That would be Hawking radiation, which we have never detected the existence of. Besides, the charge of each individual virtual particle realized at the event horizon of the black hole has nothing to do with the charge of the black hole, itself, which is the charge of the object that collapsed to form it.

posted on Dec, 8 2011 @ 08:23 PM
reply to post by CLPrime

Yes, that was from Dr. Hawking's book "A Brief History of Time".

If a black hole has a charge it would constanly attract the opposite set of particles and its charge would decrease over time. so what kind of charge does a black hole have?

posted on Dec, 8 2011 @ 08:43 PM
reply to post by Semicollegiate

Indeed. Still, Hawking radiation is rather difficult to detect, if it exists at all. If we could detect it, though, we could certainly tell if a black hole is charged or not - the charge of the black hole being the same as the charge of the Hawking radiation (whether positive, negative, or neutral), since like charges repel.

Forgive my hasty assumption that the two had nothing to do with each other. That's what happens when you think you know it all this late at night.

ETA: I just realized why I assumed they had nothing to do with each other. My first thought was that these virtual particles would be exclusively photons, which would reveal nothing of the black hole's charge, since photons are neutral.
edit on 8-12-2011 by CLPrime because: (no reason given)

posted on Dec, 8 2011 @ 09:12 PM
reply to post by zigmeister

Forgive me for asking some basic/nonsensical questions.

I don’t think they were either basic or nonsensical. And I think Moduli was unnecessarily rude to you.

How much do you know about physics? Do you remember your lessons from school? Most of physics is really about fairly mundane subjects – understanding how sound behaves inside an enclosed space, for example, or how vapour trails form behind an aeroplane, or how electrons move in semiconducting material. Most people who claim an interest in physics have no interest in that kind of thing, however; it’s always the fundamentals, paradoxes and big-picture stuff they’re interested in – gravity, relativity, quantum entanglement, black holes. The big-concept, God-only-knows stuff. But in these areas it’s hard for a layman even to ask questions intelligently.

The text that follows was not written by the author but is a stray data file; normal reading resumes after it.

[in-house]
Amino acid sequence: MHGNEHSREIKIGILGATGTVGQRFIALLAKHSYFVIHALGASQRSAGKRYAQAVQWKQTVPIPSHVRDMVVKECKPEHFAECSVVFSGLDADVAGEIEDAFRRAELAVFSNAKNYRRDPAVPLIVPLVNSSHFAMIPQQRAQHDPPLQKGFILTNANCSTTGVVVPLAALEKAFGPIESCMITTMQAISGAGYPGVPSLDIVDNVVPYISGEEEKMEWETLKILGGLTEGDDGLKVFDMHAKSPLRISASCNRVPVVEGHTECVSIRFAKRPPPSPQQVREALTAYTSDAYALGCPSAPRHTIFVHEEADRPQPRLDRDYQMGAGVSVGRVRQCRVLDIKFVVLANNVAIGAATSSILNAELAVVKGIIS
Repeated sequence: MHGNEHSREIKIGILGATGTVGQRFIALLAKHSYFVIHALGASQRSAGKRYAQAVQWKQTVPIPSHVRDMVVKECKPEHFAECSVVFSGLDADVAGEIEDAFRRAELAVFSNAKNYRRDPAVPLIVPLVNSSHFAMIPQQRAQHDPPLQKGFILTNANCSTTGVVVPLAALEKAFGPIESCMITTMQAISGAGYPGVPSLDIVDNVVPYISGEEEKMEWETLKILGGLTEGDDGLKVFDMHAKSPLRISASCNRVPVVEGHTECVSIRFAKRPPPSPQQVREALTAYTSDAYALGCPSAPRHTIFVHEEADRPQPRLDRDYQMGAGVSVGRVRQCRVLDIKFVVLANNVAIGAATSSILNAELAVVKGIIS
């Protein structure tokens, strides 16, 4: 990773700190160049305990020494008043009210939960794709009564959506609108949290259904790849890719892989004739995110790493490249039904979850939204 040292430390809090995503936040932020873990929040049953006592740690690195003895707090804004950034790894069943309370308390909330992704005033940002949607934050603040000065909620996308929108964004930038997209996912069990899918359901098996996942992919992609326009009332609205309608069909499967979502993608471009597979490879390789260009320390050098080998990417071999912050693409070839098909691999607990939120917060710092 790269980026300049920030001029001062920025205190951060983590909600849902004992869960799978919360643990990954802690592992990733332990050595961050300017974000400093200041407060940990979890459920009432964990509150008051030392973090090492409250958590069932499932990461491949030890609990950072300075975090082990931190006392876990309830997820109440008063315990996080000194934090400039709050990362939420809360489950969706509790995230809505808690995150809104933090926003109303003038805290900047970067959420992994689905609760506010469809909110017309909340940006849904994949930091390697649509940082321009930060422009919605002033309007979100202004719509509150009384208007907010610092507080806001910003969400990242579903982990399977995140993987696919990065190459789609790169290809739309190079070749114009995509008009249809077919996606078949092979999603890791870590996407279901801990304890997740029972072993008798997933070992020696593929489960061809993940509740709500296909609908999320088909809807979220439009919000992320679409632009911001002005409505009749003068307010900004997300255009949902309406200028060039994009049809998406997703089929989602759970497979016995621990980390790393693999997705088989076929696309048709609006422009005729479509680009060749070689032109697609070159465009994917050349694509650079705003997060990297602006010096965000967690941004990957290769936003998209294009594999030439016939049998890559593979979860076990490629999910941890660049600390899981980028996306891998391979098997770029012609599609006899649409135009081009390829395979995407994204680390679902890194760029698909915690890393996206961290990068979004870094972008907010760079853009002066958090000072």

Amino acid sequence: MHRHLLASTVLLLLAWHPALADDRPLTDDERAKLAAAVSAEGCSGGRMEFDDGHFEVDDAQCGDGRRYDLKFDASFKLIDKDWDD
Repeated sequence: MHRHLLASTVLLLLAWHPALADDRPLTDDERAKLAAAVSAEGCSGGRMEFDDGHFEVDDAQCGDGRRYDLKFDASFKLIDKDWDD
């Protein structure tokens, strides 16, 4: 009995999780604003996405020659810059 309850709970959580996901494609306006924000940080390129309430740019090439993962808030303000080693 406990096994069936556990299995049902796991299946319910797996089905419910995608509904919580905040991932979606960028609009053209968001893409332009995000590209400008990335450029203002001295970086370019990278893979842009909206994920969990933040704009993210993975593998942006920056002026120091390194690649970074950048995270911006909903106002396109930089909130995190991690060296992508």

I plead guilty of this myself, although (speaking as a former student of physics) I tend to think such subjects are neither relevant nor meaningful to lay folk, and are best left alone as almost certain to be misunderstood and cause confusion. Of course, most ATS members would probably argue that saying ‘leave it to the experts’ is just asking to have the wool pulled over one’s eyes by powerful conspirators. In scientific matters, though, and especially in physics, there’s often nothing else one can do.

new topics

top topics

<< 1  2    4  5 >>

log in